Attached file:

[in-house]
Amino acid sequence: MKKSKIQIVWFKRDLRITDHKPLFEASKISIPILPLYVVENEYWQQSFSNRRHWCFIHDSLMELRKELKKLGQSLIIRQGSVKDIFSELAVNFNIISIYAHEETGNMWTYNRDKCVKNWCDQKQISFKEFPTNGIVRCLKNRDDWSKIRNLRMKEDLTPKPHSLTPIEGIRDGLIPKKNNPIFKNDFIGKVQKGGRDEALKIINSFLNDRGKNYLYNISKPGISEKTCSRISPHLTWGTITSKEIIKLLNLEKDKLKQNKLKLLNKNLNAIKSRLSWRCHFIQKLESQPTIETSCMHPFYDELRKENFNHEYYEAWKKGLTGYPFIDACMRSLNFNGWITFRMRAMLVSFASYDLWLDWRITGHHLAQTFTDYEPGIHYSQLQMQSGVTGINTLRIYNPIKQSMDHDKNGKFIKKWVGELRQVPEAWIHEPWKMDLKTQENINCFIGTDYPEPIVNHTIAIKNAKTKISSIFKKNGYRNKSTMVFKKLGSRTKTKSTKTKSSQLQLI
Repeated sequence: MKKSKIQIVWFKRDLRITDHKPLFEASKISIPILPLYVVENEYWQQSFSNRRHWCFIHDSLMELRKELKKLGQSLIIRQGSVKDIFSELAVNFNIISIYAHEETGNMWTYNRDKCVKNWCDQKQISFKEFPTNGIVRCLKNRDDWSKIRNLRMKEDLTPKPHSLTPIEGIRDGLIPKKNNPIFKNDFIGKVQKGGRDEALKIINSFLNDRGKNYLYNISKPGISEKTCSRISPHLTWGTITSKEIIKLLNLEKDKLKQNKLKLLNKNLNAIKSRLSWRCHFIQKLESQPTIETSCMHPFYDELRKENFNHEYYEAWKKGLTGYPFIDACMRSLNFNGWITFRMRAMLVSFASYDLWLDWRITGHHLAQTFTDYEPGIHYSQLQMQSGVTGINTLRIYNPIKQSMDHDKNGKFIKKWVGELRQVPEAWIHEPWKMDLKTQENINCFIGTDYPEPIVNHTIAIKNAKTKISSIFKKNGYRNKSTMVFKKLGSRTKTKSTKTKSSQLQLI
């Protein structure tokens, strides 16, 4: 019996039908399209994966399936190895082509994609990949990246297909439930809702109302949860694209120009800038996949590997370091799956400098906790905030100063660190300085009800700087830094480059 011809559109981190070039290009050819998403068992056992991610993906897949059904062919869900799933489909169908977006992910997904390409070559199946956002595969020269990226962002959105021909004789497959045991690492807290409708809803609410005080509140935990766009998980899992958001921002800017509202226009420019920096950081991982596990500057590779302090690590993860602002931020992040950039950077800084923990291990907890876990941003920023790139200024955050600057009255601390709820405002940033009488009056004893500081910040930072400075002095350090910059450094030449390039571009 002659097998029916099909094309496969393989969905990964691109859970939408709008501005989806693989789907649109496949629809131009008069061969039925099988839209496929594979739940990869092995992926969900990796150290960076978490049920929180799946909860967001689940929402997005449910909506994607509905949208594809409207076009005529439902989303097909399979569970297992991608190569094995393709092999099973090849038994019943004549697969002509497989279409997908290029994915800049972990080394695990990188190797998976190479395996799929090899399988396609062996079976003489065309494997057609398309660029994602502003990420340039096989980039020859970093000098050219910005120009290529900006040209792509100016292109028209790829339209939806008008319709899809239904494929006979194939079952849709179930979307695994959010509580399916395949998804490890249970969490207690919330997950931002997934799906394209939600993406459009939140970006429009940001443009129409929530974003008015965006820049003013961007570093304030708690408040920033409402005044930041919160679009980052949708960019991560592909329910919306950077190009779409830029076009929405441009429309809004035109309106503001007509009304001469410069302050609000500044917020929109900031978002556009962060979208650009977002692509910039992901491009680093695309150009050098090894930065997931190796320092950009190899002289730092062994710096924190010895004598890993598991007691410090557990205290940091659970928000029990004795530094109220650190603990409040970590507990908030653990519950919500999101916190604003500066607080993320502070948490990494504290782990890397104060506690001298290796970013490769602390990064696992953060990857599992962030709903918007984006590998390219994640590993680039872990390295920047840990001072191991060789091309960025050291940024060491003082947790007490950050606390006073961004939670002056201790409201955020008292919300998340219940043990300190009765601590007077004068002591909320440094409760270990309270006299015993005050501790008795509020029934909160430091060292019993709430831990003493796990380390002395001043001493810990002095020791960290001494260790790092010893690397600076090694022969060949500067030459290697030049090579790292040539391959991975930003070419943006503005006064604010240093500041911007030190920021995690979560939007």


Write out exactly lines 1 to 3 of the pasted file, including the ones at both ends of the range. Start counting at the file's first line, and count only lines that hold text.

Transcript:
[in-house]
Amino acid sequence: MKKSKIQIVWFKRDLRITDHKPLFEASKISIPILPLYVVENEYWQQSFSNRRHWCFIHDSLMELRKELKKLGQSLIIRQGSVKDIFSELAVNFNIISIYAHEETGNMWTYNRDKCVKNWCDQKQISFKEFPTNGIVRCLKNRDDWSKIRNLRMKEDLTPKPHSLTPIEGIRDGLIPKKNNPIFKNDFIGKVQKGGRDEALKIINSFLNDRGKNYLYNISKPGISEKTCSRISPHLTWGTITSKEIIKLLNLEKDKLKQNKLKLLNKNLNAIKSRLSWRCHFIQKLESQPTIETSCMHPFYDELRKENFNHEYYEAWKKGLTGYPFIDACMRSLNFNGWITFRMRAMLVSFASYDLWLDWRITGHHLAQTFTDYEPGIHYSQLQMQSGVTGINTLRIYNPIKQSMDHDKNGKFIKKWVGELRQVPEAWIHEPWKMDLKTQENINCFIGTDYPEPIVNHTIAIKNAKTKISSIFKKNGYRNKSTMVFKKLGSRTKTKSTKTKSSQLQLI
Repeated sequence: MKKSKIQIVWFKRDLRITDHKPLFEASKISIPILPLYVVENEYWQQSFSNRRHWCFIHDSLMELRKELKKLGQSLIIRQGSVKDIFSELAVNFNIISIYAHEETGNMWTYNRDKCVKNWCDQKQISFKEFPTNGIVRCLKNRDDWSKIRNLRMKEDLTPKPHSLTPIEGIRDGLIPKKNNPIFKNDFIGKVQKGGRDEALKIINSFLNDRGKNYLYNISKPGISEKTCSRISPHLTWGTITSKEIIKLLNLEKDKLKQNKLKLLNKNLNAIKSRLSWRCHFIQKLESQPTIETSCMHPFYDELRKENFNHEYYEAWKKGLTGYPFIDACMRSLNFNGWITFRMRAMLVSFASYDLWLDWRITGHHLAQTFTDYEPGIHYSQLQMQSGVTGINTLRIYNPIKQSMDHDKNGKFIKKWVGELRQVPEAWIHEPWKMDLKTQENINCFIGTDYPEPIVNHTIAIKNAKTKISSIFKKNGYRNKSTMVFKKLGSRTKTKSTKTKSSQLQLI